The Member of the ECB's Executive Board also stressed the fact that the responsibility of national parliaments lies in the field of taxation. In order to transfer such powers to European level, it will be necessary to amend the Treaties, something which governments are not prepared to do for fear of an electoral backlash. "That is why we are not changing the Treaties, but rather trying to introduce amendments through the back door, something which European citizens do not accept", he claimed.

Yves Mersch also highlighted the need for more 'legibility' and information for the public, for whom the role of the ECB in terms of surveillance 'is not clear'. For Yves Mersch, there remains a certain 'fuzziness' and 'great confusion' among European citizens with regard to the accountability of European decision-making.

Ralf Jansen, General Counsel of the European Stability Mechanism (ESM), stated that the ESM is not a European institution, but rather an intergovernmental institution between the 19 Member States of the eurozone. He stressed the fact that national parliaments are closely involved with ESM decision-making and that Ministers for Finance, who form the Governing Council of the ESM, must be accountable to national parliaments. An informal dialogue has been set up with the European Parliament.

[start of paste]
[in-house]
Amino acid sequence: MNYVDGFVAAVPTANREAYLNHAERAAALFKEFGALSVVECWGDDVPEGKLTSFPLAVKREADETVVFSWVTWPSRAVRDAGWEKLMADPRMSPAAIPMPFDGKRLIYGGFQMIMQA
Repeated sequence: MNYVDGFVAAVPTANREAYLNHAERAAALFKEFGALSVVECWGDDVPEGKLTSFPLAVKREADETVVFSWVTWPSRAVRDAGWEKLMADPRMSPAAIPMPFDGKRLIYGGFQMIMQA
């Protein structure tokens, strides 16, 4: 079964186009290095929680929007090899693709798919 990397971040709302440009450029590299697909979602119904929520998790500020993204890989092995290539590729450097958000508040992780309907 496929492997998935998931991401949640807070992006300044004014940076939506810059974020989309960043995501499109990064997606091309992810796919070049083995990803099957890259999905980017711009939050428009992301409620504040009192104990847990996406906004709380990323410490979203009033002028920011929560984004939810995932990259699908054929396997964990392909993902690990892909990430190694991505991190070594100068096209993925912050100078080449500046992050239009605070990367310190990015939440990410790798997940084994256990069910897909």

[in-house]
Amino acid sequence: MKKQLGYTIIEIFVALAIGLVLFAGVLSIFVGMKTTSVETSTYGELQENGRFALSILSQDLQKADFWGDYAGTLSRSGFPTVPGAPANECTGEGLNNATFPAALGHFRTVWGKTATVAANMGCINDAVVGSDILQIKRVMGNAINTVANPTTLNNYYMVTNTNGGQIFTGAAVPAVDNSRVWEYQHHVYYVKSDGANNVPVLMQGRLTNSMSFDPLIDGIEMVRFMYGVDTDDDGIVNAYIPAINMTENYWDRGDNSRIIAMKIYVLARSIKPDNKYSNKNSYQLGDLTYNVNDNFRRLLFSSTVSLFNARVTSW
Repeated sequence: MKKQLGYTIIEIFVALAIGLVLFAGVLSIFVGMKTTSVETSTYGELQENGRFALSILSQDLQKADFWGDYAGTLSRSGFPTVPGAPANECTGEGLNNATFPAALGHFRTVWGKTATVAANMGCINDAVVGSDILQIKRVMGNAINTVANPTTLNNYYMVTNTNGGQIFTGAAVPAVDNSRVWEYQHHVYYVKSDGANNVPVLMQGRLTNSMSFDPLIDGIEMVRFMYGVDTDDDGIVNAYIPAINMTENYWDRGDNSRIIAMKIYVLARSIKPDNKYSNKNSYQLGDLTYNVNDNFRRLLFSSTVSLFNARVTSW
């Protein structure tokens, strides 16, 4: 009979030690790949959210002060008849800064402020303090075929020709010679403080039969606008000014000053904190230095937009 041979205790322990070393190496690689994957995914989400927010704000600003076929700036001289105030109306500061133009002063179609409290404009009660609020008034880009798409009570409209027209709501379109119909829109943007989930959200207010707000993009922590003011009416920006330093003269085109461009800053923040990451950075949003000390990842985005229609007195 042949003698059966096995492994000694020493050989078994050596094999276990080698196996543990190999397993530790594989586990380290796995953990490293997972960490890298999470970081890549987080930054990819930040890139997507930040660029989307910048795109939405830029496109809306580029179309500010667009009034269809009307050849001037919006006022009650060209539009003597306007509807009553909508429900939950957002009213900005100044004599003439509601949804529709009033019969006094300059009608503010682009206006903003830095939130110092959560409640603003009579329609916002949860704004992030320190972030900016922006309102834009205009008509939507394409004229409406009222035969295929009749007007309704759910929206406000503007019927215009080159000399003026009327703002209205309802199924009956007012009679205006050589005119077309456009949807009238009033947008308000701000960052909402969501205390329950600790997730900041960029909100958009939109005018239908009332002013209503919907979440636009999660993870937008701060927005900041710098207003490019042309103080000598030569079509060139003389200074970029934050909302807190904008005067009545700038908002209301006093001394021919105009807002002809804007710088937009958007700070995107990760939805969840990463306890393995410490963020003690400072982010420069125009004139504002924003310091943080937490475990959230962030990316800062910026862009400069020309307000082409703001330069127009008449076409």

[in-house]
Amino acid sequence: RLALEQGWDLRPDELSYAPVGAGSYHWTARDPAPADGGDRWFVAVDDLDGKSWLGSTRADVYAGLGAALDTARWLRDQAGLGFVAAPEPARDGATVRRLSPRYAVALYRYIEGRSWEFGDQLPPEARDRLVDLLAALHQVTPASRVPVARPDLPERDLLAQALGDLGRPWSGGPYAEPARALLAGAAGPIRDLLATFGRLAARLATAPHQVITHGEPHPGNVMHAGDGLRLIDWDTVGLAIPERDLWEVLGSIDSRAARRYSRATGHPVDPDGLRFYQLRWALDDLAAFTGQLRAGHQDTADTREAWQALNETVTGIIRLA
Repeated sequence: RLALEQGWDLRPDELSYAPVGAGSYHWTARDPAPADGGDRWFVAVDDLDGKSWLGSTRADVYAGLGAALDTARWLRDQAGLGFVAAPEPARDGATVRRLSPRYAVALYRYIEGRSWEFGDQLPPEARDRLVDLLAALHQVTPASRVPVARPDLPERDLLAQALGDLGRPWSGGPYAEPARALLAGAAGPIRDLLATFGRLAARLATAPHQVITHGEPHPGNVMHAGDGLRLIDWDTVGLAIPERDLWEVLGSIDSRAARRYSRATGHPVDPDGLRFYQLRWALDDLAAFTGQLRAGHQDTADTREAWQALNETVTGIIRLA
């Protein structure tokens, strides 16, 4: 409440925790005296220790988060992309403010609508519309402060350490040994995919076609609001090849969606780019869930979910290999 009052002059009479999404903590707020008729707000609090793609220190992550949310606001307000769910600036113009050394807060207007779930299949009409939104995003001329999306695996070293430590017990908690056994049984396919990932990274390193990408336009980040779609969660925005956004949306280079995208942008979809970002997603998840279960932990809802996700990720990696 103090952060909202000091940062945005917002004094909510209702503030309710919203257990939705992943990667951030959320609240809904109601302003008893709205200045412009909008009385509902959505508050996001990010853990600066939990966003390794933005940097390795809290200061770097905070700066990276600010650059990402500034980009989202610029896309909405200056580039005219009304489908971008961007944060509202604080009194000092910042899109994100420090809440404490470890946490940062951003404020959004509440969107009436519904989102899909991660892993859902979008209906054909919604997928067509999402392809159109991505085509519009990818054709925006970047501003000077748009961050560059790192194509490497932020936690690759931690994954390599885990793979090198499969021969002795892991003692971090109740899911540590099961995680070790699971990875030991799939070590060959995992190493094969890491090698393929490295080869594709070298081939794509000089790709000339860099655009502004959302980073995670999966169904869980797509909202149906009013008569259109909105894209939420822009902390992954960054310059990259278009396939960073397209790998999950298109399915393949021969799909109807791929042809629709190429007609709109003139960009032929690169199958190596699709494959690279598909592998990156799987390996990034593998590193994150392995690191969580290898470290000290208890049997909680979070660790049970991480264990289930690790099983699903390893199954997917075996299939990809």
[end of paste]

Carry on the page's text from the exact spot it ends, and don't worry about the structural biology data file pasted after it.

Kai Jan Krainer, Vice-Chairman of the Committee on Finances of the Austrian Nationalrat, considered that the budgetary sovereignty of national parliaments is affected by new budgetary rules. He believes that the European Semester is distrustful of national decision-making. So far as taxation is concerned, he insists that it should be harmonised at European level so as to prevent tax evasion, even if that means a change to the Treaties.

  • Updated 11-11-2015